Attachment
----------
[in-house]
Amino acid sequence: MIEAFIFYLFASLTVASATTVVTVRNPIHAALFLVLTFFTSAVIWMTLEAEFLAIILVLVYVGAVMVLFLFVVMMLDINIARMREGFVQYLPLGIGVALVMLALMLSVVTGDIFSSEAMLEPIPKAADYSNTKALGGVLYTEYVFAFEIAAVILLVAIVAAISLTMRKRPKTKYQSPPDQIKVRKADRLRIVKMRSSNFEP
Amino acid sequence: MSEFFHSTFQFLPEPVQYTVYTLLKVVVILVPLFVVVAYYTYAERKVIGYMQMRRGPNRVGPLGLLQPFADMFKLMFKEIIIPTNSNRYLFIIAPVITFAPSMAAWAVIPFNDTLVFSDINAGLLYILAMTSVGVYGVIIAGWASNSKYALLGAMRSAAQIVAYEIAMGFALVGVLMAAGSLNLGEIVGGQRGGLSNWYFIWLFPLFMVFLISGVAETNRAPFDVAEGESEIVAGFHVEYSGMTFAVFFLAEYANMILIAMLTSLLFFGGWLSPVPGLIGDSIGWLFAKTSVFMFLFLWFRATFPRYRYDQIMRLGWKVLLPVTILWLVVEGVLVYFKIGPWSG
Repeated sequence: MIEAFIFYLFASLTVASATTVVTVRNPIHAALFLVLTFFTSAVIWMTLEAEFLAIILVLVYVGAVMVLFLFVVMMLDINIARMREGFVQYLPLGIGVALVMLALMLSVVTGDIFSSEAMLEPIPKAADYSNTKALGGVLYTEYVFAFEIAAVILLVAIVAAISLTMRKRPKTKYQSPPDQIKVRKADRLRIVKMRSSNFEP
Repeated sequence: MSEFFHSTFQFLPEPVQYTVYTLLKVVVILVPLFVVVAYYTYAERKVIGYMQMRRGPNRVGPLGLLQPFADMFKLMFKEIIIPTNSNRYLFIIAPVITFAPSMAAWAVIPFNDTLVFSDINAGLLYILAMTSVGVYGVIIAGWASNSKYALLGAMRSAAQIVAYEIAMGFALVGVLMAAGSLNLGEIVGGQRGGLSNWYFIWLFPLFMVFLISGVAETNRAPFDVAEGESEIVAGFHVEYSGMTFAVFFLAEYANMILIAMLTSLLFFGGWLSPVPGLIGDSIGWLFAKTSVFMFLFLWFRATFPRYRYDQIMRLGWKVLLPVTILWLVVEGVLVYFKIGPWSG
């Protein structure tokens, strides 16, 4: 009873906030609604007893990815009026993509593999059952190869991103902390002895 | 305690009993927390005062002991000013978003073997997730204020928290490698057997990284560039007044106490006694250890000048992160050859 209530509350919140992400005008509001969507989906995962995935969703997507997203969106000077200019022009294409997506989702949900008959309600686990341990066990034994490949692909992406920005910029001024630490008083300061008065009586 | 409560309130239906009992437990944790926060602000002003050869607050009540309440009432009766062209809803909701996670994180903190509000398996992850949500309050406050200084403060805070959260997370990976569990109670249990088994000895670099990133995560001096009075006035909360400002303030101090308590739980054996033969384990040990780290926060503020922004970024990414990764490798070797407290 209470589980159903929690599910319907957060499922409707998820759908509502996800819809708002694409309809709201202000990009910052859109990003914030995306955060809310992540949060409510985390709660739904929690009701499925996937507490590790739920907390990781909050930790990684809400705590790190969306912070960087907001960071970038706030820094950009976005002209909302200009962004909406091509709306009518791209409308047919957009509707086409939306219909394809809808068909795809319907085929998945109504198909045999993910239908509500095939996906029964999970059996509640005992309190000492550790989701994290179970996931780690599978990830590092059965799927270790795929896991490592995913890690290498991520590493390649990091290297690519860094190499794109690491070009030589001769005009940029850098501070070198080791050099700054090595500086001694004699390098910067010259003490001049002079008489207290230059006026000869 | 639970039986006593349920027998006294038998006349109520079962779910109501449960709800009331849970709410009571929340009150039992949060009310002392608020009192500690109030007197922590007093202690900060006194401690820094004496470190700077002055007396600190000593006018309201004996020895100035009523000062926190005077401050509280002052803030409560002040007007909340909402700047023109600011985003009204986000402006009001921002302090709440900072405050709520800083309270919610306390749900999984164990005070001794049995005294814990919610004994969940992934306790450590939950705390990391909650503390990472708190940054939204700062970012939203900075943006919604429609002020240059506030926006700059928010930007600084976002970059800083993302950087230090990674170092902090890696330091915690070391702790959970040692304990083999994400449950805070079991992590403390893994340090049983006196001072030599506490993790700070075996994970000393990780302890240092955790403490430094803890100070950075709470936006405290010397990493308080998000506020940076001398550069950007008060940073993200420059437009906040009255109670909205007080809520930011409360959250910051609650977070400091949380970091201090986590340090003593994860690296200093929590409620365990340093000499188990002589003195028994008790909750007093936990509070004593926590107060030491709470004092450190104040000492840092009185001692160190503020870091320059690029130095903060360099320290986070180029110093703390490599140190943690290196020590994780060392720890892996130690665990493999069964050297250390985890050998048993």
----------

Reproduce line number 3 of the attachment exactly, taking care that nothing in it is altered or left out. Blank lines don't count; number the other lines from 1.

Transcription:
Amino acid sequence: MSEFFHSTFQFLPEPVQYTVYTLLKVVVILVPLFVVVAYYTYAERKVIGYMQMRRGPNRVGPLGLLQPFADMFKLMFKEIIIPTNSNRYLFIIAPVITFAPSMAAWAVIPFNDTLVFSDINAGLLYILAMTSVGVYGVIIAGWASNSKYALLGAMRSAAQIVAYEIAMGFALVGVLMAAGSLNLGEIVGGQRGGLSNWYFIWLFPLFMVFLISGVAETNRAPFDVAEGESEIVAGFHVEYSGMTFAVFFLAEYANMILIAMLTSLLFFGGWLSPVPGLIGDSIGWLFAKTSVFMFLFLWFRATFPRYRYDQIMRLGWKVLLPVTILWLVVEGVLVYFKIGPWSG